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   The Khara Baatar and his warriors went never again on victorious campaigns,
   for they encamped upon the boundary between their ancient land and that of the Chinese
   to let themselves be buried under the advancing wave of sand.

   Kara-Hot - The Black and Dead City
   Shirchin Baatar

                                           ...leans into the dry wind not far from the reaches of the torpid Black Ezen. Powdered mountains cement his long black hair into speckled magnetite locks. Spine secreted gently, softly saturates every fissure and pit of the sandstone. Wasting legs lie akimbo. Deliquescent leather shards fade into the sand. Sun bleaches his bone eyes. Visions of a favorite daughter's airy laughing floats nearer, further. Blanched petrifieressent knuckles twitch the shattered remains of a desiccated scimitarra in fury. Torn paper lips lisp out black curses in an endless sibilance. Synapses too outraged to fail completely fire a sporadic tattoo that serves in recompense of the beat of his black heart.

   Far below a Chinese dog path leads over buried outskirts of the stronghold of Gurvansaikhan. A thin Han herd boy drives half starved goats. Never feels the ancient eyes resting upon him.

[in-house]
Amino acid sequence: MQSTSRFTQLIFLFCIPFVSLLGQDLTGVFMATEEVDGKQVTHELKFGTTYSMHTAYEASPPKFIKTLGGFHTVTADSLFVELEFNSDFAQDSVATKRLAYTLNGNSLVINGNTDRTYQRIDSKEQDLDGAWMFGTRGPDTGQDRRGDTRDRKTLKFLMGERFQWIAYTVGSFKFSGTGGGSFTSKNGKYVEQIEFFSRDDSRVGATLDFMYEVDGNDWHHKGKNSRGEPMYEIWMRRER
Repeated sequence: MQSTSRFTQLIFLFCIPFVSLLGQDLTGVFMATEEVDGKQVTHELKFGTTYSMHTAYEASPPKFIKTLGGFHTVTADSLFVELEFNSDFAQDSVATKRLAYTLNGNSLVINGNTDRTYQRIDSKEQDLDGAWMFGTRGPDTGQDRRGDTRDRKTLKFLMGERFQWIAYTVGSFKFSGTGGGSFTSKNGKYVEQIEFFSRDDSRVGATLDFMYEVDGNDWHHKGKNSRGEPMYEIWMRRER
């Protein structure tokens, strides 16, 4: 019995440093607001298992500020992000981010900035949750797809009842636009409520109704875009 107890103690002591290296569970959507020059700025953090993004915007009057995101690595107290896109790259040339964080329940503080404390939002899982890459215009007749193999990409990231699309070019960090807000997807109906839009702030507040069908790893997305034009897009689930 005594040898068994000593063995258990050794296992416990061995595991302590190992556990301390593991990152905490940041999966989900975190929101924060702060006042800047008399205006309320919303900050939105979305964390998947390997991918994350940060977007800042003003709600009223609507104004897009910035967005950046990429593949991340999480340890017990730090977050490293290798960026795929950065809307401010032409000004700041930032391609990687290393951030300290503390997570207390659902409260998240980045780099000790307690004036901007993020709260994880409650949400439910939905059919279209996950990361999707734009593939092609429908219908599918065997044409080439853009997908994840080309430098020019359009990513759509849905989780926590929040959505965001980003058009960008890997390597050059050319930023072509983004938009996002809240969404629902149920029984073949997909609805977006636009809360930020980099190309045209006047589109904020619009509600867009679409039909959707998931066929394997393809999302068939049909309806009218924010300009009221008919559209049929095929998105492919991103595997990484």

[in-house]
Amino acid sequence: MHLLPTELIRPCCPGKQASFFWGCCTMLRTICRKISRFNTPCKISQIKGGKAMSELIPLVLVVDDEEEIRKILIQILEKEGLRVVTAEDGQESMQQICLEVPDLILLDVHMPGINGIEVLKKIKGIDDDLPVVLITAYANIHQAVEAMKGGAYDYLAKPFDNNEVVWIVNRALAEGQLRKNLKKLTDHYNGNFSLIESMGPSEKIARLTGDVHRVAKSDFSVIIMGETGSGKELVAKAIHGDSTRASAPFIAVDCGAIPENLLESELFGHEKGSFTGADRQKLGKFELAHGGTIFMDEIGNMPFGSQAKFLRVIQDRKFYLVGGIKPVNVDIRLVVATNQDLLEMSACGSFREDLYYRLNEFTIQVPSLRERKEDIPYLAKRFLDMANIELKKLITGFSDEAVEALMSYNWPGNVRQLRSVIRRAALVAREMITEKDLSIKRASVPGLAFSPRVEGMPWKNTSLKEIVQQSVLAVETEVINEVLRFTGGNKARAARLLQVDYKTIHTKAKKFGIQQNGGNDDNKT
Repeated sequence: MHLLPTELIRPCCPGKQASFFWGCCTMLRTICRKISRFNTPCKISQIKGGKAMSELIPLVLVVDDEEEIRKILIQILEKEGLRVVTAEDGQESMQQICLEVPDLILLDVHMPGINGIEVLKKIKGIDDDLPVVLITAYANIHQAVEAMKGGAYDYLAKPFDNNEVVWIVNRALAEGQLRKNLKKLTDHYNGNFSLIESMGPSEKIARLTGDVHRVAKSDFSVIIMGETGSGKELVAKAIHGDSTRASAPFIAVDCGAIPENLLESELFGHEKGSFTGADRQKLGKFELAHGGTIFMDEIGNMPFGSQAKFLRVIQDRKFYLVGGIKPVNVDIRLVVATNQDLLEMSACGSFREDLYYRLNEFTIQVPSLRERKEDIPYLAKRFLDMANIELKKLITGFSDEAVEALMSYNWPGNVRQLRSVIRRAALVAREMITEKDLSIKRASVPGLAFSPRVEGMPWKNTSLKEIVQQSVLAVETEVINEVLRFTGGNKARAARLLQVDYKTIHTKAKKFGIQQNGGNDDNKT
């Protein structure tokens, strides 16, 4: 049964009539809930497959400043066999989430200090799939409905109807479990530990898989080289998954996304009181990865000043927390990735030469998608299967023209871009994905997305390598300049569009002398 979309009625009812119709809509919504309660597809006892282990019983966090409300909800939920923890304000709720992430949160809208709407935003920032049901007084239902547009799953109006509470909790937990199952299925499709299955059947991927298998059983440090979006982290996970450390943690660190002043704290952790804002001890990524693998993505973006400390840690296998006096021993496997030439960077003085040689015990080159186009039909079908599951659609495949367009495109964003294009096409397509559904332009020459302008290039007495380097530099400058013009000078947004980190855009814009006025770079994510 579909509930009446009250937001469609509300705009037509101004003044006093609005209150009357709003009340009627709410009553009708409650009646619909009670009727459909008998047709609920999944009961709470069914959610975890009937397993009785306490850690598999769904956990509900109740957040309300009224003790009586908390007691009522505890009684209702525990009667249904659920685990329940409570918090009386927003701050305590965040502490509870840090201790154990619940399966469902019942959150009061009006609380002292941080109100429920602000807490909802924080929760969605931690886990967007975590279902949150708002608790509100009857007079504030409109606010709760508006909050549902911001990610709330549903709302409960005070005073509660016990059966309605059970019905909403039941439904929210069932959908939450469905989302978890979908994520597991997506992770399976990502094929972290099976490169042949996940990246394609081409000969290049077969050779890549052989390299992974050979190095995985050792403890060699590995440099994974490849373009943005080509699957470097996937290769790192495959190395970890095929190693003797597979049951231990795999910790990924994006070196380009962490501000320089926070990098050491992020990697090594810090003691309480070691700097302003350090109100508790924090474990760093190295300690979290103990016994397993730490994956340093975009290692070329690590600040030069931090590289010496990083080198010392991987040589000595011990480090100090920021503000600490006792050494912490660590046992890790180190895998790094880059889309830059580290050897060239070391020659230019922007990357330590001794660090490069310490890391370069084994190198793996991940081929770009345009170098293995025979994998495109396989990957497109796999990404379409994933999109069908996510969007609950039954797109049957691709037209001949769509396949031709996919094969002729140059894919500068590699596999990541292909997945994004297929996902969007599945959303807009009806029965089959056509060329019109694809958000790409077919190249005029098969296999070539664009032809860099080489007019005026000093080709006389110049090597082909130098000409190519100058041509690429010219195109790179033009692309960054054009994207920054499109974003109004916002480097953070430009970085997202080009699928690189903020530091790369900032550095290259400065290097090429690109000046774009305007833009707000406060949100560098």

An interdisciplinary approach to the investigation of Mongolia's earliest prehistory,
   including the application of the latest available remote sensing technology, has again
   this year yielded a range of archaeological, paleoecological, paleogeographic, and geological
   data that collectively describe a complex, changing pattern of prehistoric human occupation
   of the Gobi.

   The expedition's 1998 reconnaissance of the Black Gobi and adjacent outlying ranges of the
   Mongolian Altai massif yielded scattered traces of prehistoric occupation that warrant further


   A Preliminary Description of Activities of the
   Joint Mongolian-Russian-American Archaeological
   Expedition (JMRAAE) Accompanying Explorer's Club Flag 141-A


   Professor John W. Olsen,
   The University of Arizona (FN '89)

   Academician Anatoly P. Derevianko,
   Russian Academy of Sciences, Siberian Branch


   Professor D. Tseveendorj,
   Mongolian Academy of Sciences

   September 1998


                      . . . .. .... yet another praetorian nodeshell rescue... . .

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